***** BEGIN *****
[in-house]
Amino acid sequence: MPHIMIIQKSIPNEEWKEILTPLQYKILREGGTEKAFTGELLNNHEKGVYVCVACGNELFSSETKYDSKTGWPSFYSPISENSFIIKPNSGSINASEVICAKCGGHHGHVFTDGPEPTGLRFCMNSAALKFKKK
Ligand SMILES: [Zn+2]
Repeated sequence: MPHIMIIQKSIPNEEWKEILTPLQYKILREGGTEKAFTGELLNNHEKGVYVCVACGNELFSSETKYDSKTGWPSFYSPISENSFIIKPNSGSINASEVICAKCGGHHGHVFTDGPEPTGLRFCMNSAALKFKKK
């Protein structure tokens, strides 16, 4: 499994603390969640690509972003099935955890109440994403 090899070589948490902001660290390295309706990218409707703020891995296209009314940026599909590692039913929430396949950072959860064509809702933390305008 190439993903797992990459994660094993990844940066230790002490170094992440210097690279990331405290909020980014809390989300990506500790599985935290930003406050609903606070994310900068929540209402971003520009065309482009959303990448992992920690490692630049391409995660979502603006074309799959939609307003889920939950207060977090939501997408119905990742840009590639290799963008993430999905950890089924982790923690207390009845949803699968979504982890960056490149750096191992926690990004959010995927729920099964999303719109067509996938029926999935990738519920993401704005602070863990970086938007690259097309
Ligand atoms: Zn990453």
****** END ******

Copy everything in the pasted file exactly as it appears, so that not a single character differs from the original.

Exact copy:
[in-house]
Amino acid sequence: MPHIMIIQKSIPNEEWKEILTPLQYKILREGGTEKAFTGELLNNHEKGVYVCVACGNELFSSETKYDSKTGWPSFYSPISENSFIIKPNSGSINASEVICAKCGGHHGHVFTDGPEPTGLRFCMNSAALKFKKK
Ligand SMILES: [Zn+2]
Repeated sequence: MPHIMIIQKSIPNEEWKEILTPLQYKILREGGTEKAFTGELLNNHEKGVYVCVACGNELFSSETKYDSKTGWPSFYSPISENSFIIKPNSGSINASEVICAKCGGHHGHVFTDGPEPTGLRFCMNSAALKFKKK
């Protein structure tokens, strides 16, 4: 499994603390969640690509972003099935955890109440994403 090899070589948490902001660290390295309706990218409707703020891995296209009314940026599909590692039913929430396949950072959860064509809702933390305008 190439993903797992990459994660094993990844940066230790002490170094992440210097690279990331405290909020980014809390989300990506500790599985935290930003406050609903606070994310900068929540209402971003520009065309482009959303990448992992920690490692630049391409995660979502603006074309799959939609307003889920939950207060977090939501997408119905990742840009590639290799963008993430999905950890089924982790923690207390009845949803699968979504982890960056490149750096191992926690990004959010995927729920099964999303719109067509996938029926999935990738519920993401704005602070863990970086938007690259097309
Ligand atoms: Zn990453």